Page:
The red lights above me are medicine.
They are small flickering vitamins that purr at my command.
I say command, but really, they’re in control.
They’re hung low, so when I flip my hair around, it gets caught .
If I swing my arms, as I tend to do sometimes, they get caught.
He hung these lights for me.
My John the Baptist.
My John the Revelator.
My John the Carpenter.
My fix-it-all man.
The one who can make the faucet stop dripping, and the one who puts my fears to rest.
The one who made this 500 square foot apartment into something magickal.
He made me a reading nook, he made himself an art studio and an office, he hung sheer curtains and these red lights I keep chiming about, right above our bed. He hung these glowing orbs above me, drowning me in their warmness.
He wants me safe.
He wants this color red to be a semi-tangible representation the love he feels and the love I feel embodied in these plastic orbs that hang like medallions, like the many versions of our hearts.
As the night grows thick, and the weekend is still three days away, we swell with love, and love one another under these lights.
Tight limbs thaw.
Headaches are plucked, and sleep finds us.
I wake up with the sound of Spring outside our window. Birds greet us and bathe in the water we leave out for them. The heat is still tolerable this time of year, and the windows can either stay open or closed. I forgot to set the coffee pot to make the coffee for us.
I emerge from the bed and from the swirl of him.
He is a staircase wrapped around me.
I slip on my “grandma slippers.”
He bought them for me at Rite-Aid on the coldest night in Los Angeles.
I sleepily put on my lavender bathrobe and clean out the filter.
Put in 8 scoops of coffee, pour in the water and press brew.
I sit and wait, happy to let him sleep in the warmth of our bed.
I look out into our mansion, our museum, our coven, our cauldron—this space that is only full of blood because WE are full of blood, and this is the time of the month, this FULL MOON, when i bleed onto my thighs, his legs, his fingers, the tub, the floor, my hands.
This is when he becomes a WOLF, and shows the world what his hands have created. This is why he is out of his skin, this is when he shows his art. That cavernous art. That art that comes when he’s tired and hungry. That art that comes when he’s drunk and feeling vulnerable. That art when he’s staring at me write, or laugh, or cry or sleep. The art when his demons can’t and won’t stop stabbing. That art that comes when I’m ready for bed and he’s ready for another drink.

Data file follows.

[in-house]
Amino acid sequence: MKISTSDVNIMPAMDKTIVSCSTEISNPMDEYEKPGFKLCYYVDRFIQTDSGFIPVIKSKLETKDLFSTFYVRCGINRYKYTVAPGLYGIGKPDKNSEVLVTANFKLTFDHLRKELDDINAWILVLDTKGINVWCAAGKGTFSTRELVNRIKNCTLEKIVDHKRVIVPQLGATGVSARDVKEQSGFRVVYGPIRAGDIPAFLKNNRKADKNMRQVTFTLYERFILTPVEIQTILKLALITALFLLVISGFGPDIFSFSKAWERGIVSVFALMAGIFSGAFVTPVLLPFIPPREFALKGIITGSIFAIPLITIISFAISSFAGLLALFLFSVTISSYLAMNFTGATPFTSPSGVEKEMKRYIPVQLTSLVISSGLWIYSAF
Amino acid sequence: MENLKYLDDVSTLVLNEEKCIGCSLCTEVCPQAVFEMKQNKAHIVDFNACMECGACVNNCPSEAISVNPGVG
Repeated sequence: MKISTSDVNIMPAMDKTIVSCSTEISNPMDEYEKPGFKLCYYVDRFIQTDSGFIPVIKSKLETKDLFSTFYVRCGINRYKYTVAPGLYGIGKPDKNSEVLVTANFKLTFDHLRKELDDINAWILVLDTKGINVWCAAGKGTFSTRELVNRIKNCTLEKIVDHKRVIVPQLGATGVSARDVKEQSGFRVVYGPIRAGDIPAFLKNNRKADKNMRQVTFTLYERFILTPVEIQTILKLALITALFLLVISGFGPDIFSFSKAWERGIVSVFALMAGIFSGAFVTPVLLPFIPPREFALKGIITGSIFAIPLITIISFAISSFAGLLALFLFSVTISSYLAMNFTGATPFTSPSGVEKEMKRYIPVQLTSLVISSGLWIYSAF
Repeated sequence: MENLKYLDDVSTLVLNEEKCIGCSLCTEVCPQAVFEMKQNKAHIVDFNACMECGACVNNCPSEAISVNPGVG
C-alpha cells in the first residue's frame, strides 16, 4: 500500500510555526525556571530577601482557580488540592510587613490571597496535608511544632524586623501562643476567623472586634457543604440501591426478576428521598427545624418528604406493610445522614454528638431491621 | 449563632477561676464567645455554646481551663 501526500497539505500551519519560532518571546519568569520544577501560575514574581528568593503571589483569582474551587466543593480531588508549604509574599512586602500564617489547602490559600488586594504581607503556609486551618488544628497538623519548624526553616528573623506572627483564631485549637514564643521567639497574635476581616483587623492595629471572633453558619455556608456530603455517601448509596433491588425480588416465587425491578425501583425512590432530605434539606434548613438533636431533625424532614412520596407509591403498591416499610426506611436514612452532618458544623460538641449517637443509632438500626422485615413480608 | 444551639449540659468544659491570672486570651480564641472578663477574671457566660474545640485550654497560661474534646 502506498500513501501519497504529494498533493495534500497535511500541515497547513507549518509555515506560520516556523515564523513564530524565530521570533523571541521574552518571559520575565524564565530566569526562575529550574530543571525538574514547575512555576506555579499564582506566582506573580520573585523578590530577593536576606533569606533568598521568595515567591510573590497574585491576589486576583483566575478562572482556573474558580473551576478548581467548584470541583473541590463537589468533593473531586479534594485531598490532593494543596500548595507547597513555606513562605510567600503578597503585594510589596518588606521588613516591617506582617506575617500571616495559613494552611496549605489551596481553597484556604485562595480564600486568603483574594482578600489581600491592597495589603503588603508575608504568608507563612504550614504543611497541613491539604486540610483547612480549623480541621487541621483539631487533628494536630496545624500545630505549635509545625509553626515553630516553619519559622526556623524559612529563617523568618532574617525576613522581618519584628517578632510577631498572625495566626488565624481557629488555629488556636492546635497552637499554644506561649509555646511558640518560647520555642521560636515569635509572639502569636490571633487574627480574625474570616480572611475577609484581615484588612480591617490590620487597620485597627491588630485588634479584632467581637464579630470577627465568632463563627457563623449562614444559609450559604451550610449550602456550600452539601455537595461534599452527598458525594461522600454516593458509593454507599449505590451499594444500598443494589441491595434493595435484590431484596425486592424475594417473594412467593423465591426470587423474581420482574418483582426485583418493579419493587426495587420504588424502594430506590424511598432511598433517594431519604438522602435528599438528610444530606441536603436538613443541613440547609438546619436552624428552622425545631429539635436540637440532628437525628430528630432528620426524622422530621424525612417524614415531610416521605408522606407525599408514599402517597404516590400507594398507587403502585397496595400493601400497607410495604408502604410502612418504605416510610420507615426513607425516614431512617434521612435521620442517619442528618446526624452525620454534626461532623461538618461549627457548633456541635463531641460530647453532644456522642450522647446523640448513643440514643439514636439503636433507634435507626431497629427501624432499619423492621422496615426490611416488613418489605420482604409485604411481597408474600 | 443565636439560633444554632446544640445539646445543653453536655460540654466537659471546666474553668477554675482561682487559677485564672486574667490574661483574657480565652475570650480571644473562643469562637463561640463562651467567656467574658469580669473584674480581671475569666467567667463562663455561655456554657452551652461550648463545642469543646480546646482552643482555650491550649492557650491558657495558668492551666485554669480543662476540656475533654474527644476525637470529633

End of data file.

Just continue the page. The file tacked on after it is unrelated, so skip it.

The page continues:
So I bleed, and he bleeds, and we bleed and my wounds don’t heal, so he licks them clean, and his wounds are stitched and I pop them open, and we laugh because this is how we grow. This is how we love.
This is love.
This is fate.
This is destiny.
He’s hungry in the morning.
He makes us cinnamon toast, granola w/berries and walnuts, soy milk and more coffee.
For him, 2 eggs, salted, while I usually have just 1, heavily salted.
We laugh, and give each other words of encouragement.
I pour the last of the coffee and finish getting ready.
He wets his hair, and asks me to braid it. He likes how I tug at it to make it tight. He likes how I use the bobby-pins to secure the loose strands.
Thanks me with a tight hug and a wet kiss.
Tells me how beautiful I look with the sun hitting my face.
I see his eyes circling me, trying to take me all in at once.
I am Jupiter.
“You’ll still be writing poetry at 100 years olde, blind even, you’ll still be writing poetry.” he says.
I kiss him, and his fingers move around my soft body squeezing me in his hands.
I feel his tight muscles in my hot hands. He flexes and releases. A graceful tree.
A man with gravity from all sides.
Pulls me close.
I am putty.
I am slime in his hands.
I breathe him in.
Trying to memorize his morning scent to carry it through my workday.
“I love you.” I say.
“I love you too.” he says.
“I’ll see you tonight.” I say.
“I’ll see you soon.” he responds.
The 10 hours in-between these moments can either be filled with glorious anticipation, or treacherous suffering.
The choice is ours.
We never know what the day will bring.
All we know, all I know, is that the red lights above me are medicine…